O God, our help in ages past,
Our hope for years to come,
Be Thou our guard while life shall last,
And our eternal home.

-Isaac Watts







20 thoughts on “My eternal home

  1. Such good thoughts! Our family has done a lot of moving in the 33+ years we’ve been married. I have never been able to put down deep roots at any place. My husband and I are again planning another move in the Spring because of a job benefit. It will be closer ro the church we attend. We hope to be a blessing in that community, also.


  2. Cindi

    Have you ever read Sally Clarkson’s book The Lifegiving Home? She wrote it with her daughter about how they were able to create a home full of memories even through many moves and full time ministry. I admire families like yours that are able to leave the familiar and follow God’s call to spread his love!


  3. Jenny Miller

    Beautiful truth. This spoke to me so much. We have put down roots in our community, but often talk about pulling them up if and when we hear the call to move. So thankful that no matter the location, no matter the situation, His abiding presence IS my home. Blessings!


    1. I’m encouraged to hear that you nurture a willingness to leave even while being called to stay.

      I think I saw you just in passing at the BMA meetings last week. 🙂 I had sick children so I was only there for one workshop.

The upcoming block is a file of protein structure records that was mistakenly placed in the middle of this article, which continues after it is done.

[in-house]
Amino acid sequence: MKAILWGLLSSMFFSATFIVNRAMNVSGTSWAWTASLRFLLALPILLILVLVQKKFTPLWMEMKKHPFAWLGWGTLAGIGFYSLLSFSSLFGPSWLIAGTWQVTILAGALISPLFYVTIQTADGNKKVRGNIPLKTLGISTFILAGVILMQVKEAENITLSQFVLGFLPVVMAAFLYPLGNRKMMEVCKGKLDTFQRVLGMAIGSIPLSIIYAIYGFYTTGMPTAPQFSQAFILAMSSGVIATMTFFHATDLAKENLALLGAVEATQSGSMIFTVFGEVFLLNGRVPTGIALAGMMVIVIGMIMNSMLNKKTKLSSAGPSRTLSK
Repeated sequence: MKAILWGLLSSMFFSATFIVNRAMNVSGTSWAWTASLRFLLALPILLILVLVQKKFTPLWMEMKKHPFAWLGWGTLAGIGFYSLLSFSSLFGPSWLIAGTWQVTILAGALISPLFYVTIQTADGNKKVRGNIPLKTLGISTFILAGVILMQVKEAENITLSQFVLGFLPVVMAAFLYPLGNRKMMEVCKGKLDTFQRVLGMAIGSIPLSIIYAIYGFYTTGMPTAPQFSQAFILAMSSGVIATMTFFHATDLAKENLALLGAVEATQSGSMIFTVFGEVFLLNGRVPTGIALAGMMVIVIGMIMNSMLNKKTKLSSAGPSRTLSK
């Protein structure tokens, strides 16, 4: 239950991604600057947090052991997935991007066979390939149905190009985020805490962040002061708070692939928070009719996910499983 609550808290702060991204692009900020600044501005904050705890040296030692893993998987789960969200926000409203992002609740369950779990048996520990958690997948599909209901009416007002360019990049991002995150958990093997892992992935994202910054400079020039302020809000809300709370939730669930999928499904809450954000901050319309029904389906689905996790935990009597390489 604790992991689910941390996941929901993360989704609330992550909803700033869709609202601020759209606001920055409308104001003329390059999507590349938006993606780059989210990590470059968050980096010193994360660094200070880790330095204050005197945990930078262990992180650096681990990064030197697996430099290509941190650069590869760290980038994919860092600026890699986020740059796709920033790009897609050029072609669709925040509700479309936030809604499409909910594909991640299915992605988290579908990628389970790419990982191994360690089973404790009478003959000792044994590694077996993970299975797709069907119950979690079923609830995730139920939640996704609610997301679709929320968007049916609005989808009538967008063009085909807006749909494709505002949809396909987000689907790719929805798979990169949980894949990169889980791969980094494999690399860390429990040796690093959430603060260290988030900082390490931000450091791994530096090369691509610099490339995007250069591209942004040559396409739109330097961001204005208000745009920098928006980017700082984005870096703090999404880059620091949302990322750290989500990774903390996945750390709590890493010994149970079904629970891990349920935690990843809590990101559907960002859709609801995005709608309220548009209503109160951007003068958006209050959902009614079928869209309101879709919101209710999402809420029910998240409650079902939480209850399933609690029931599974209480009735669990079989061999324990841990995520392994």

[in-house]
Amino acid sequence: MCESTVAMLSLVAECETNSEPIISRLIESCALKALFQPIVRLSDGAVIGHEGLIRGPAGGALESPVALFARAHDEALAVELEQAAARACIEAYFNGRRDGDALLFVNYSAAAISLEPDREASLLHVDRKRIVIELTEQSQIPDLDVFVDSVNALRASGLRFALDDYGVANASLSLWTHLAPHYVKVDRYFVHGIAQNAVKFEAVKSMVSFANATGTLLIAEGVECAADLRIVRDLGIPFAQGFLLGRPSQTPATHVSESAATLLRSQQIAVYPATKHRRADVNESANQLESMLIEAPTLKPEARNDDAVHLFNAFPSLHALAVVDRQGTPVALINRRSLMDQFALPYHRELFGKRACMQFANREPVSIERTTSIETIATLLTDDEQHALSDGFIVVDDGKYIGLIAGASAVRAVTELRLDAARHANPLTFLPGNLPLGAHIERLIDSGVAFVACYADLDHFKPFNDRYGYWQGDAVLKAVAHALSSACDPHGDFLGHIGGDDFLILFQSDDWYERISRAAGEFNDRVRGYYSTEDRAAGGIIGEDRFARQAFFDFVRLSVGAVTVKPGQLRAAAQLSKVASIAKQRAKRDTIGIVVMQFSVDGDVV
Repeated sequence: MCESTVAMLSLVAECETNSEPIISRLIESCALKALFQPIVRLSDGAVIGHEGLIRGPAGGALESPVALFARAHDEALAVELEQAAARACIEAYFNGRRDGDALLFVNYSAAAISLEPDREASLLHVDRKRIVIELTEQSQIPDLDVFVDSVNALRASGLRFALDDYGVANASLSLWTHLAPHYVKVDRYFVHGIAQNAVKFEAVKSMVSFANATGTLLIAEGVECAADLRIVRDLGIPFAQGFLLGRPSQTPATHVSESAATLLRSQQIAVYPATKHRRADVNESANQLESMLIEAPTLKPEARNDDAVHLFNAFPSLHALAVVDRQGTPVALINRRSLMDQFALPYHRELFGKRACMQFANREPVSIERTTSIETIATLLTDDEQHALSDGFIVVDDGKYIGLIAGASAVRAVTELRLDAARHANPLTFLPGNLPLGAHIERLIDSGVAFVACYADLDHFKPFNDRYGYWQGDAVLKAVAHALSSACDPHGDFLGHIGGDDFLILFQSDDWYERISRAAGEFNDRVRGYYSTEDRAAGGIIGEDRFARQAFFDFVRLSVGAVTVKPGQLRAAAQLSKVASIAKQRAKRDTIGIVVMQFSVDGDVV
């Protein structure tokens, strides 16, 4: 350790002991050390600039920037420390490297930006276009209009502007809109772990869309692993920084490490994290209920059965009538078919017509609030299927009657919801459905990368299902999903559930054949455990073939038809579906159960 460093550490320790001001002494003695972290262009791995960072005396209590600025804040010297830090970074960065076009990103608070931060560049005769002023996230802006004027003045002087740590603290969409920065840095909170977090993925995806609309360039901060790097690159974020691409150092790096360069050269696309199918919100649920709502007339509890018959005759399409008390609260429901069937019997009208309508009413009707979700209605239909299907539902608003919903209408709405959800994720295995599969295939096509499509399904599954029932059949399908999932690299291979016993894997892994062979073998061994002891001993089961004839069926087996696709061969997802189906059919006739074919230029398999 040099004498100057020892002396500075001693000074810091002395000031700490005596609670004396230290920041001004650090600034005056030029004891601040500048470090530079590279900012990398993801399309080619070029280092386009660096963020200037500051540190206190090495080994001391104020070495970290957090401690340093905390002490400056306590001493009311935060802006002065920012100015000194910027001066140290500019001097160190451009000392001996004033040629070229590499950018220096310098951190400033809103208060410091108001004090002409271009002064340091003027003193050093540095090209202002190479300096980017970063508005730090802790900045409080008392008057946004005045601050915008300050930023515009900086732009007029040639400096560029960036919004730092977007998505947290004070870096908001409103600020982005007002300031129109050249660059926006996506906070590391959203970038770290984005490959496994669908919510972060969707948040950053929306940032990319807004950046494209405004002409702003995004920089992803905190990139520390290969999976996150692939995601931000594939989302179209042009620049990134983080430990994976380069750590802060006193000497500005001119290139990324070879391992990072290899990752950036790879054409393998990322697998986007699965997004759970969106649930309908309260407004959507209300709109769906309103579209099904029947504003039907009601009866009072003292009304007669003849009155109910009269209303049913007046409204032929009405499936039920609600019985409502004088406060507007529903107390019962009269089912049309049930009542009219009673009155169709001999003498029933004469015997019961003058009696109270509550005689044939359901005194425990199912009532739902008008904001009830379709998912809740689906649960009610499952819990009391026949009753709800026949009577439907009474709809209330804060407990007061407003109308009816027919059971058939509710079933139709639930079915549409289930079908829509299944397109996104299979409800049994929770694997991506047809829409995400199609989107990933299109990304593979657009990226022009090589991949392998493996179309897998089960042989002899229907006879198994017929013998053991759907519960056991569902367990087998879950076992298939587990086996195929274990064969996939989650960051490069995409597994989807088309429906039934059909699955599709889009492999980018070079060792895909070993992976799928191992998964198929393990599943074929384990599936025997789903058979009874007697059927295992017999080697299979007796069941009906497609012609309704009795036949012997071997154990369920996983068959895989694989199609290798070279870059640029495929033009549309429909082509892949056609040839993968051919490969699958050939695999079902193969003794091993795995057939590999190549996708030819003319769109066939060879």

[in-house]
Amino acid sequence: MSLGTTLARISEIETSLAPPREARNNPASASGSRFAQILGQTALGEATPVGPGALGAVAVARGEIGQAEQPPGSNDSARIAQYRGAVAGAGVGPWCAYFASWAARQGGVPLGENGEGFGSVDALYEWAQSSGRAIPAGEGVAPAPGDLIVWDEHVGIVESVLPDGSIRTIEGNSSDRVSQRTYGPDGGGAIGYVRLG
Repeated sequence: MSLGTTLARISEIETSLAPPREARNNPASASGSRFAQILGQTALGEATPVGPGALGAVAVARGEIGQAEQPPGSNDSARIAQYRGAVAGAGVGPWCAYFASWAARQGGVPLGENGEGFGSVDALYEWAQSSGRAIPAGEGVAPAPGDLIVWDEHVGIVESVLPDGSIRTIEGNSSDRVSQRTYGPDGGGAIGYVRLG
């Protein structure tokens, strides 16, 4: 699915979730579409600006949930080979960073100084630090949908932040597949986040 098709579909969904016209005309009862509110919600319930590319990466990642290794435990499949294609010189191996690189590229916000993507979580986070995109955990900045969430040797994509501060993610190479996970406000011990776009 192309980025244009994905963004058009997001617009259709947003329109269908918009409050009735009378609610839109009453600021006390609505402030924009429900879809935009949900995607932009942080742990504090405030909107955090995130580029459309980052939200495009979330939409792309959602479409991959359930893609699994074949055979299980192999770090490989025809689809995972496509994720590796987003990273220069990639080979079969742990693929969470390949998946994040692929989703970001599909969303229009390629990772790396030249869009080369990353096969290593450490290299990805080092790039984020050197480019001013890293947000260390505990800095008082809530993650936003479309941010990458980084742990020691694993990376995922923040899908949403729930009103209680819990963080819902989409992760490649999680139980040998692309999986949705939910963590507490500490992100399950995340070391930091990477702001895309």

1. Jenny

        That’s so interesting…there was one time we walked right past each other, and it took me a minute, but I thought to myself, “I think that was that blogger lady!” I was hoping to run into you again, but never did. I’d love to meet you sometime! Sorry you had to miss most of it…it was a great weekend!


  4. Lisa

    I love this post!😊❤️💔 I don’t have a way with words like you have, but I love the way you write and express yourself. Sometimes I think you’re putting my thoughts into words for me. This one really tugs at my heart. I feel like I’ve spent my whole life looking for a place where I really belong, and while I’m so, so happy God moved us here now to a church and community that we love, I have found that the longing doesn’t go away. I think it’s because we will only be fully known and truly belong when we get to Heaven and get to live with Jesus, our Creator, Savior and Friend. I long for that day!
    P.S. I wish I could have heard your aunt speak. I found out later.


  5. Dorcas

    This resonates so deeply with me. I continue to need to come to a place of peace at where I am at the moment. No place is perfect, except my heavenly home.
    I am a person who finds starting over difficult. But it really has increased my dependence on God, and not my circumstances and people. We have moved a lot. This year we will lived in this house for ten years—the longest I have lived in one spot in my adult life., and I am in my mid 50’s.
    I still find connections with my past deeply meaningful, but my life is rich because of all the different people I have gotten to know.

    Liked by 1 person

  6. Lovina Baer

    This reminds me of the text our pastor used the first Sunday at our new church. “I shall be satisfied when I awake in His likeness.” The only truly satisfying change we will ever know. Isn’t it fascinating how in accepting that fact, it gives satisfaction in the changes here?

    Liked by 1 person